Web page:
I arose from the trance as quickly as I’d fallen into it. I felt weird. Lena and I left and said our thankyous, before bumping into a group of eight tourists outside, just as they were entering the Cathedral. We were invited in by the priest/monk/bishop man. We followed and Lena whispered how strange it was to have other tourists in town – I was the first in years, apparently. We stood and listened to the Russian history of the icons, and before long I felt a pressing need to leave. We turned, but were called back by the monk (that’s what he most resembled), who was keen to hear of my English faith. Once he had finished his talk, and the visitors had left, I was questioned about C of E and did my best to provide honest answers. Thinking this was purgatory, that we would never leave, the other tourists, some Russians from the Black Sea coast I was to discover later (one of whom was married to a Kalmyk, hence the trip), came back in, and through Lena I learned we had been invited to the steppe.

I can’t recall the names of the party, they are written down in notes somewhere in England, but they consisted of the Kalmyk woman and her husband, his brother and sister-in-law and several grown up children. We were taken in one of their two cars to the wild green that surrounds the small capital. We saw the flowers. The steppes were dotted with reds, yellows and purples. With horse skulls and burrows. Life and death all around. The husband, a spritely, balding gent in his early fifties, cat-wheeled and rolled around. I took out my Sunderland “We’re Back” flag, optimistically packed for the trip, hoping Roy Keane would return us to top flight football – an achievement secured that very morning. They laughed at the idiot Englishman. A farmer locked away his dog, a fearsome looking beast who eyed us calmly whilst we walked among the horses bred for meat and milk. The lead horse, Maria, had a bell around her neck. When the farmer called her, she obeyed, the herd following her tinkling command. A hoopoe flew above us, identified some weeks later by a twitcher friend in England. Do you know, it was just what I’d asked for an hour or so earlier.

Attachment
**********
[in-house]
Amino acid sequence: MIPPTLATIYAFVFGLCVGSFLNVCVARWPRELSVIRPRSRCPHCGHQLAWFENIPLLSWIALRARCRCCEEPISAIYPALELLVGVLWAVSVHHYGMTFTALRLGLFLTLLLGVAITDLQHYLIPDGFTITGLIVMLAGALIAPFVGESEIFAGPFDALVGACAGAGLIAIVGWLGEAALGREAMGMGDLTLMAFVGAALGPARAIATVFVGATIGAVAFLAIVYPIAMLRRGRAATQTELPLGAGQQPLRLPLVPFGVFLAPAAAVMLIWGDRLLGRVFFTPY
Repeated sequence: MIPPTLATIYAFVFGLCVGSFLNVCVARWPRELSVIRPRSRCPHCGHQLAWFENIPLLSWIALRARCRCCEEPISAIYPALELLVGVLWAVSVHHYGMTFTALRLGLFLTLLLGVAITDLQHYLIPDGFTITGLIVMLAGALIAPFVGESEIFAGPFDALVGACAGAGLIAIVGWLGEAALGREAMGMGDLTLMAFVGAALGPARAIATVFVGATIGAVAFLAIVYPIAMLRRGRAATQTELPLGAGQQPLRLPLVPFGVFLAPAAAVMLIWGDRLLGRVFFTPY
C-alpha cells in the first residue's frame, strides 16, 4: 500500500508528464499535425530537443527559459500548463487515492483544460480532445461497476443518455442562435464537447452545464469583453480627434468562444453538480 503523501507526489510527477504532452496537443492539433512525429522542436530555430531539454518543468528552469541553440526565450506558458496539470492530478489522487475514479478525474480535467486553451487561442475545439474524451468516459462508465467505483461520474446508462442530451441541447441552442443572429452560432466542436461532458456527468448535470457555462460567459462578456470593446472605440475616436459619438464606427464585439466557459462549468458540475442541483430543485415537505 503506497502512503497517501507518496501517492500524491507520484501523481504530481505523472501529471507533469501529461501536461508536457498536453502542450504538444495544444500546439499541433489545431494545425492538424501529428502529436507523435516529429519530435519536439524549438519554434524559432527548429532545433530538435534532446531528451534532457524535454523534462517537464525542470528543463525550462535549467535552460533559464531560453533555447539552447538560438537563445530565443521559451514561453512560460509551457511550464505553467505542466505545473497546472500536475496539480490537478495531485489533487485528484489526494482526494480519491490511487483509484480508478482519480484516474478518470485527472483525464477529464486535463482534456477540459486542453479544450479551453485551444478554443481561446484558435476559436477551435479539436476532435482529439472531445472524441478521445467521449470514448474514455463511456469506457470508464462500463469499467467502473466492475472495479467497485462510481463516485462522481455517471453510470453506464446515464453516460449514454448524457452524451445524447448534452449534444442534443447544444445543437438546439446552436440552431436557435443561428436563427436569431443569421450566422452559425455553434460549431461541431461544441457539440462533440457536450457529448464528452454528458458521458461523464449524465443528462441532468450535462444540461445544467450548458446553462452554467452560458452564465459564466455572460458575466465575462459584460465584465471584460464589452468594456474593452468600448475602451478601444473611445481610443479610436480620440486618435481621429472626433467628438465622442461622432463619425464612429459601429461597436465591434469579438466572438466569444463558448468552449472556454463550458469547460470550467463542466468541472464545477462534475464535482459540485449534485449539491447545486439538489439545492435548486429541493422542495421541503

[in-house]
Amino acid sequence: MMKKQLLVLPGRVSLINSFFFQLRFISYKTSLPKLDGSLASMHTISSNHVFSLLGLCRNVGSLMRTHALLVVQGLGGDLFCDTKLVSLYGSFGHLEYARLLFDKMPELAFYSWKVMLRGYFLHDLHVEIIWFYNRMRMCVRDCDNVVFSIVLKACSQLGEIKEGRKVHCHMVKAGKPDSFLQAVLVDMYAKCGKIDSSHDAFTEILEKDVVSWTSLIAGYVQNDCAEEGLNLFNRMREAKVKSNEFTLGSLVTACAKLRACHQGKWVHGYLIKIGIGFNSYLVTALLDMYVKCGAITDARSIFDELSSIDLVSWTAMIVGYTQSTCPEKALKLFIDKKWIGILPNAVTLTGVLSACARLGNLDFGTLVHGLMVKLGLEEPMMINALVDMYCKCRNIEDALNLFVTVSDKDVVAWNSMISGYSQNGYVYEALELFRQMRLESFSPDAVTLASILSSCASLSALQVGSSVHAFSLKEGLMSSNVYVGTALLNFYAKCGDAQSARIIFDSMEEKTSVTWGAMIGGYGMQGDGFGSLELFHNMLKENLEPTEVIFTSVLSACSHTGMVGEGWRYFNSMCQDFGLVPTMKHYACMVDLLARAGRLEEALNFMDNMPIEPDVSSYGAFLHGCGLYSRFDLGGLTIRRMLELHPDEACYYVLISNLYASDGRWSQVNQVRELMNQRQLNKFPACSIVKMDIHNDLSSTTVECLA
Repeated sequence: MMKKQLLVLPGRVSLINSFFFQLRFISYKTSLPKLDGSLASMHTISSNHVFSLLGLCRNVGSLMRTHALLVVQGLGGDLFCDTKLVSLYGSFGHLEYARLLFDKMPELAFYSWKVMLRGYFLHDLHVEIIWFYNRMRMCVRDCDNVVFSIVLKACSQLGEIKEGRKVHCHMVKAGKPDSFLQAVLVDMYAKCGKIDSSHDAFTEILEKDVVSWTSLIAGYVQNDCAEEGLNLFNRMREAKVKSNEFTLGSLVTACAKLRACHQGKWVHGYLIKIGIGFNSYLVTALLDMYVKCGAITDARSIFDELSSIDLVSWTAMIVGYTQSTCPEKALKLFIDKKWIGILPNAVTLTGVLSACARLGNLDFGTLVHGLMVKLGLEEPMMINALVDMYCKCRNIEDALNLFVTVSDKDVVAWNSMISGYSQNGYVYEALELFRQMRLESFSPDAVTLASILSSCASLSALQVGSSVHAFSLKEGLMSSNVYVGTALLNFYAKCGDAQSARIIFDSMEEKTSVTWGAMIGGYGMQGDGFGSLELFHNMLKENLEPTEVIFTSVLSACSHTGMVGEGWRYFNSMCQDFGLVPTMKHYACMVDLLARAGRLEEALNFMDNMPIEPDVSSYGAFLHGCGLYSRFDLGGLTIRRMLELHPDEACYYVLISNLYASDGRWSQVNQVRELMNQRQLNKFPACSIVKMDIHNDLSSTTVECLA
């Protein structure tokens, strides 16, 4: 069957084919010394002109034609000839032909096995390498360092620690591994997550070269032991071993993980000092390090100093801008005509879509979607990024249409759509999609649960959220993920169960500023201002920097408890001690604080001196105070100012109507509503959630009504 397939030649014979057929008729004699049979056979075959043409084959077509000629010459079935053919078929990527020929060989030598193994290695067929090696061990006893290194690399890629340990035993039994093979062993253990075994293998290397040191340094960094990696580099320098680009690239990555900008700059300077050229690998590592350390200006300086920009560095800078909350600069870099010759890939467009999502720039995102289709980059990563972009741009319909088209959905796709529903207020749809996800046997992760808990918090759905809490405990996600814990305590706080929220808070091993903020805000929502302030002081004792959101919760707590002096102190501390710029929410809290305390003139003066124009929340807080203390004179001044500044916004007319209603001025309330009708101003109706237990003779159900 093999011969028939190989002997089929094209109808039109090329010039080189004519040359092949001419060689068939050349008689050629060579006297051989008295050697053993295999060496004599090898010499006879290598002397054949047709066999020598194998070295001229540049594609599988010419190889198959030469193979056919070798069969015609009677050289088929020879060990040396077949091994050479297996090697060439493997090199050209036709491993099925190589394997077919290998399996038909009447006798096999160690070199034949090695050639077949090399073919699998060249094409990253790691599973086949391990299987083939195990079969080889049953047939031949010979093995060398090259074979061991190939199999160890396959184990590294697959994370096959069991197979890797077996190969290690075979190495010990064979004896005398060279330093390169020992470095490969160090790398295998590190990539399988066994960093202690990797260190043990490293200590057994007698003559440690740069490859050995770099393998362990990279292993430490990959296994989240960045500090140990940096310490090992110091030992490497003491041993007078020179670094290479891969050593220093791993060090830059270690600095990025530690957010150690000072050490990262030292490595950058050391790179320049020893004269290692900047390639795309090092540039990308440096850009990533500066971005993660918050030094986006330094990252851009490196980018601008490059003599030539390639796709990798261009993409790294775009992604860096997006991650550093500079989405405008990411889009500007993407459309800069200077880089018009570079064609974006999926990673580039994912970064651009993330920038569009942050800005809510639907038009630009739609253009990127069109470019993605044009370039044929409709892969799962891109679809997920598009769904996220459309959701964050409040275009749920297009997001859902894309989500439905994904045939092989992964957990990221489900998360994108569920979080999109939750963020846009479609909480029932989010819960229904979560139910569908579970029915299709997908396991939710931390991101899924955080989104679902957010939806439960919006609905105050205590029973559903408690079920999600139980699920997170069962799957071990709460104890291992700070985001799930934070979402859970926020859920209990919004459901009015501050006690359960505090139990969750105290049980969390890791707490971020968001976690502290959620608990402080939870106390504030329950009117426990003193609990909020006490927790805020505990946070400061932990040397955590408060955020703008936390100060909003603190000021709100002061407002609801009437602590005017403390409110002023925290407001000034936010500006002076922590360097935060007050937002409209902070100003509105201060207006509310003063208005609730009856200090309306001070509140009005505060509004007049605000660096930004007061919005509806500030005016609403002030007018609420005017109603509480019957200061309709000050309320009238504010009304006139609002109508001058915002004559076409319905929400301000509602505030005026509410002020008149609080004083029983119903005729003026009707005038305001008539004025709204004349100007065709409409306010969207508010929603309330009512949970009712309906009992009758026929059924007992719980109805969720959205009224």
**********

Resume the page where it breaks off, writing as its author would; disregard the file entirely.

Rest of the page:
Our springtime frivolity over, we headed back to town, and Lena and I were invited to lunch. Naturally we accepted, and I presumed a shashlik (Russian open grill) was on the cards. We drove to a supermarket to buy beer (I remember being impressed to find Heineken), and then on to a residential area, where concrete blocks of Soviet housing managed to remain upright against the azure sky. Unsure of where we were, I just followed. Into a block, up some stairs, into an apartment. It was the home of Kalmyk wife’s parents, Papa Boris and Mama Olga. Beautiful septuagenarians, hosts of incredible generosity. We sat, and spread before us were chicken livers flash fried in sheep’s stomach fat with spring onion, the sheep’s stomach stuffed with cuts from the animal, pelmeni, vegetables, beer and of course Ghengis Vodka, bottles and bottles of the stuff. We drank, we ate, we swapped stories through the indefatigable Lena. Boris seemed quiet, but I put that down to humilty. And then, in broken English, he declared,

“Luke! I have for you must see.” A speechless table watched as he he led me to his bookcase and pulled out a 1940s textbook, that he used to study English when exiled to Siberia with the rest of the Kamlyks, by Uncle Joe. Amazing.